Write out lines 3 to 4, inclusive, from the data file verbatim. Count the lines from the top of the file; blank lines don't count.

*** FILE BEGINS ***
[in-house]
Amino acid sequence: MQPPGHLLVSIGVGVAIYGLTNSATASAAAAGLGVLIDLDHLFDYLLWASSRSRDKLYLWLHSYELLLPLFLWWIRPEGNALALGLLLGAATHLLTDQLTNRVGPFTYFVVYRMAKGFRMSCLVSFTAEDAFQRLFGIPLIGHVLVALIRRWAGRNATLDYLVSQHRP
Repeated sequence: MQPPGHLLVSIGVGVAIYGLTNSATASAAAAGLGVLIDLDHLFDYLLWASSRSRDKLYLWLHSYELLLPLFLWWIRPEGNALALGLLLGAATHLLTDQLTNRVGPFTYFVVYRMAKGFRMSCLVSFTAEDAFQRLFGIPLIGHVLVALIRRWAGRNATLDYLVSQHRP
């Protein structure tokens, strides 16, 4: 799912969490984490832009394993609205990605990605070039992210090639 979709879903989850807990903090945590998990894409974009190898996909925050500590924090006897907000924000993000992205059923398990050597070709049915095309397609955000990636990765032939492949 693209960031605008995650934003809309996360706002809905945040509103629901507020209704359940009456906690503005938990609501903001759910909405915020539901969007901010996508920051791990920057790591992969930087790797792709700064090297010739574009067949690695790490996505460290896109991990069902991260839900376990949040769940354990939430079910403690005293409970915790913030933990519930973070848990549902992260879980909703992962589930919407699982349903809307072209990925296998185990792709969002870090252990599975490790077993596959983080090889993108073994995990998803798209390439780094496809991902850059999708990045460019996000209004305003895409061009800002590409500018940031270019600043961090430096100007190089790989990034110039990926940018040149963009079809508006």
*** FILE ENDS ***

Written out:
Repeated sequence: MQPPGHLLVSIGVGVAIYGLTNSATASAAAAGLGVLIDLDHLFDYLLWASSRSRDKLYLWLHSYELLLPLFLWWIRPEGNALALGLLLGAATHLLTDQLTNRVGPFTYFVVYRMAKGFRMSCLVSFTAEDAFQRLFGIPLIGHVLVALIRRWAGRNATLDYLVSQHRP
């Protein structure tokens, strides 16, 4: 799912969490984490832009394993609205990605990605070039992210090639 979709879903989850807990903090945590998990894409974009190898996909925050500590924090006897907000924000993000992205059923398990050597070709049915095309397609955000990636990765032939492949 693209960031605008995650934003809309996360706002809905945040509103629901507020209704359940009456906690503005938990609501903001759910909405915020539901969007901010996508920051791990920057790591992969930087790797792709700064090297010739574009067949690695790490996505460290896109991990069902991260839900376990949040769940354990939430079910403690005293409970915790913030933990519930973070848990549902992260879980909703992962589930919407699982349903809307072209990925296998185990792709969002870090252990599975490790077993596959983080090889993108073994995990998803798209390439780094496809991902850059999708990045460019996000209004305003895409061009800002590409500018940031270019600043961090430096100007190089790989990034110039990926940018040149963009079809508006």